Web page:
Vesikko (1933)

Vesikko, probably during the Continuation War. Photo in the collection of the Submarine Vesikko Museum.

Nation
Ship Class
Ship Type
Laid Down
1931
Launched
1933
Commissioned
1934
Decommissioned
1946
AD/BC
AD
History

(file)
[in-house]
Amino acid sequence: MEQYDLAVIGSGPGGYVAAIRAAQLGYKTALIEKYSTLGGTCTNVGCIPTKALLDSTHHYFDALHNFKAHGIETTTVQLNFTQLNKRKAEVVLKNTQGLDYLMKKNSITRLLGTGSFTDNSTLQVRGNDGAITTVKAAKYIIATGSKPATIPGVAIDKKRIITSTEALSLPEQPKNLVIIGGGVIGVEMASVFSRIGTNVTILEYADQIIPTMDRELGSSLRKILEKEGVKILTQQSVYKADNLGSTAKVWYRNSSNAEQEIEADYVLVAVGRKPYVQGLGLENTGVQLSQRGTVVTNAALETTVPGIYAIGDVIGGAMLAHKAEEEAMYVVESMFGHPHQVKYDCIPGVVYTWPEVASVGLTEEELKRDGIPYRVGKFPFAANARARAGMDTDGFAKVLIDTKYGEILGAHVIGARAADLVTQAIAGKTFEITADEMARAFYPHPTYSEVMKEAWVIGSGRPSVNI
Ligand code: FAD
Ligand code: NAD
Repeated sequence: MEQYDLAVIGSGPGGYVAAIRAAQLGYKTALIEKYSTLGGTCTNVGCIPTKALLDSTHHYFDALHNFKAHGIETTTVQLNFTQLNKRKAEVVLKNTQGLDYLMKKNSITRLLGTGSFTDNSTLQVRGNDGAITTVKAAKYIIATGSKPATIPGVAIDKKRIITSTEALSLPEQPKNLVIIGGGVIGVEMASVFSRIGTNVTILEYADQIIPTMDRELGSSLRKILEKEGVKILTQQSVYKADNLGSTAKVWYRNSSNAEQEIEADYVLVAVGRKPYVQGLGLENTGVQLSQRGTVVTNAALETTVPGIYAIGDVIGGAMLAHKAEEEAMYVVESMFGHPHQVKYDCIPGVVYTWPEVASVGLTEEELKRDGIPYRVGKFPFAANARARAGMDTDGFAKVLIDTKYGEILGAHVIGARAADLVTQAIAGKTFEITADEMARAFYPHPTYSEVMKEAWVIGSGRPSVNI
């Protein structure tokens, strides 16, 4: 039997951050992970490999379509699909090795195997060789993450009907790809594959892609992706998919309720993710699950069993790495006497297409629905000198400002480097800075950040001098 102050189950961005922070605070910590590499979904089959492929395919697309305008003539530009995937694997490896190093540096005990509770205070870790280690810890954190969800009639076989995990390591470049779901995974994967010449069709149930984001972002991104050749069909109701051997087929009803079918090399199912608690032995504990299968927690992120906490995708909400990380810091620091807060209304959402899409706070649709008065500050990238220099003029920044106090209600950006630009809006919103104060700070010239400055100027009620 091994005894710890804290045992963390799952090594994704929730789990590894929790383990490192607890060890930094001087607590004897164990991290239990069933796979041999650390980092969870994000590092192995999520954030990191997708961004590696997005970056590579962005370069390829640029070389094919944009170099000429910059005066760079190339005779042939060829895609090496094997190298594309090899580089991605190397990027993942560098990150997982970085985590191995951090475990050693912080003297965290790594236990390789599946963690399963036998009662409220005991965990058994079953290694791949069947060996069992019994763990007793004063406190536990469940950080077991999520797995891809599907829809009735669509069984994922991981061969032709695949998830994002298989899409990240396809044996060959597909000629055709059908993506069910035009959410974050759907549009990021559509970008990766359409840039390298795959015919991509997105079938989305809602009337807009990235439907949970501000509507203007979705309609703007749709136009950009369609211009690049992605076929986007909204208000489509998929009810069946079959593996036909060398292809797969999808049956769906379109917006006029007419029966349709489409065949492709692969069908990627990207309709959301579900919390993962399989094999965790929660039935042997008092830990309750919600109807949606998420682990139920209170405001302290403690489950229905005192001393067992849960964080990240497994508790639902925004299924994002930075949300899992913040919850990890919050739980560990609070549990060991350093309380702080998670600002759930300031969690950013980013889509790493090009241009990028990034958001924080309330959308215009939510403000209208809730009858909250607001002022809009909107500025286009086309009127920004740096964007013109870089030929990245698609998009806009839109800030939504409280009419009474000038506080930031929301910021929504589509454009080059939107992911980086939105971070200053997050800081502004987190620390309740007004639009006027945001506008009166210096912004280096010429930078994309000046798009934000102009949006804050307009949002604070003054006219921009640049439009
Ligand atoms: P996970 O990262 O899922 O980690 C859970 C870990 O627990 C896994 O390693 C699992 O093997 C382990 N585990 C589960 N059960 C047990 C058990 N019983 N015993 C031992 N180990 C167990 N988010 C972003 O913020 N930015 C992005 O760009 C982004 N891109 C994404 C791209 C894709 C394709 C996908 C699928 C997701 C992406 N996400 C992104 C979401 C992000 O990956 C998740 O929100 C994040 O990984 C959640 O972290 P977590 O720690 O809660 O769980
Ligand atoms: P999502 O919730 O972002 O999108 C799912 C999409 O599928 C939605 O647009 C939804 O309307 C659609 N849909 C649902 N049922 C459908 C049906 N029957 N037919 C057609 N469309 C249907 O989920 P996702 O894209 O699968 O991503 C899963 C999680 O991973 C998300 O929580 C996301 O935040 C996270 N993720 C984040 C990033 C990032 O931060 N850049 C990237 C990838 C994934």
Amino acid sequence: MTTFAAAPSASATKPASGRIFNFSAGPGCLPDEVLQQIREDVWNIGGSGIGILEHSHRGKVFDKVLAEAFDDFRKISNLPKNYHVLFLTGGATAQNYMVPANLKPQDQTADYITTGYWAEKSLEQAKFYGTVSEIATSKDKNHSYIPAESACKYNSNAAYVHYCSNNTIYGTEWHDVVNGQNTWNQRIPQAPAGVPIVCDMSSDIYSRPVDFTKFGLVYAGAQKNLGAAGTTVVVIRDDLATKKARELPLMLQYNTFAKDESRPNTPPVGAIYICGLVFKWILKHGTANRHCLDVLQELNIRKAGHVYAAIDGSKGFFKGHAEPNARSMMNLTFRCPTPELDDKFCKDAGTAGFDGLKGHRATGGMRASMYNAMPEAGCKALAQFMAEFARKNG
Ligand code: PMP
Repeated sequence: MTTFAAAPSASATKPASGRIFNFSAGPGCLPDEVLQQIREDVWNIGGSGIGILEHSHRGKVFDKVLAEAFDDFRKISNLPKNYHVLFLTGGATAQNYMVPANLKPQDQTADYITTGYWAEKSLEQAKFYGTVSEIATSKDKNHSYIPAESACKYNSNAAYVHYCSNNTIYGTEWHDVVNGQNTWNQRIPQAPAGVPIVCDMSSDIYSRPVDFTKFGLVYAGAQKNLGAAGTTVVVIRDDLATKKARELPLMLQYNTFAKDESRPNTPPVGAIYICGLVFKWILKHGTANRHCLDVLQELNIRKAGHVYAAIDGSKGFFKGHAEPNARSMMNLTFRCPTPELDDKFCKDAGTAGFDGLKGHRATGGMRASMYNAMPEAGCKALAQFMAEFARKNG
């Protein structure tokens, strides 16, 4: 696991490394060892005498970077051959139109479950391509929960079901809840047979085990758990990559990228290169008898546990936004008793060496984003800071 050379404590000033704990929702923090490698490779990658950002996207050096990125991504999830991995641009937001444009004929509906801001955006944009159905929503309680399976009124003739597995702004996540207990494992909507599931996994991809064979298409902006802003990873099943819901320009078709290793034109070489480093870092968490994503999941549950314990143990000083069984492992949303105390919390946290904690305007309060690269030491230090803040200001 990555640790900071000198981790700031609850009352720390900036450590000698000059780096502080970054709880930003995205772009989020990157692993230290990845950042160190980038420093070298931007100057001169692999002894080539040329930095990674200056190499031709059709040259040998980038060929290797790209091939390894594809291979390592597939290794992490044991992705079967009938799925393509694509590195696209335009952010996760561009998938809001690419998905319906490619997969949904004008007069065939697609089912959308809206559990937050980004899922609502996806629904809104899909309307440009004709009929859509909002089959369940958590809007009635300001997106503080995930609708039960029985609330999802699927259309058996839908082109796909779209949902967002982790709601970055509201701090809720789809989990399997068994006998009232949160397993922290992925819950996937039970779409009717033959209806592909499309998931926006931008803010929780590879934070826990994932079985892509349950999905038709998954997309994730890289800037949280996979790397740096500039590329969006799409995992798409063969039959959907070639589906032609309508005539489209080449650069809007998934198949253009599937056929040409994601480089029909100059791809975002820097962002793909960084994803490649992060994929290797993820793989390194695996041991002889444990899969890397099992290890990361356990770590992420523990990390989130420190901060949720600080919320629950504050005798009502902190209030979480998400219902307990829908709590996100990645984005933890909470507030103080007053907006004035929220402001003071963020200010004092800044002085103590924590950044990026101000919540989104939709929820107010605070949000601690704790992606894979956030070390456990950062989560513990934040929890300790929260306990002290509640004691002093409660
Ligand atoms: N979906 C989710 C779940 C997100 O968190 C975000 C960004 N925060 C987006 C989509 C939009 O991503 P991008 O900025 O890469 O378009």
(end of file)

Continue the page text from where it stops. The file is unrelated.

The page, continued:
The Vesikko was a submarine of the Finnish Navy, laid down in 1931. Initially known as CV 707, Vesikko was actually ordered by the Germans posing as a Dutch company, as part of their secret rearmament of the early 1930s. Used as a prototype for the German Type II U-Boats, Vesikko was taken over by the Finns in August, 1934, and joined their Navy in 1936, after Parliament approved the purchase. She operated in the Winter War against Russia, and later in the Continuation War (the Finnish part of WWII), but had limited success. Following the Finnish armistice, Vesikko was ordered to port, and was ordered scrapped by the Allies post-War, since Finland was no longer allowed to possess submarines. However, she was granted a stay of execution, and stored in Helsinki until 1959. Through the efforts of several groups, Vesikko was saved from the scrapyard, and made into a museum, opening on 9 July, 1973, after extensive restoration work.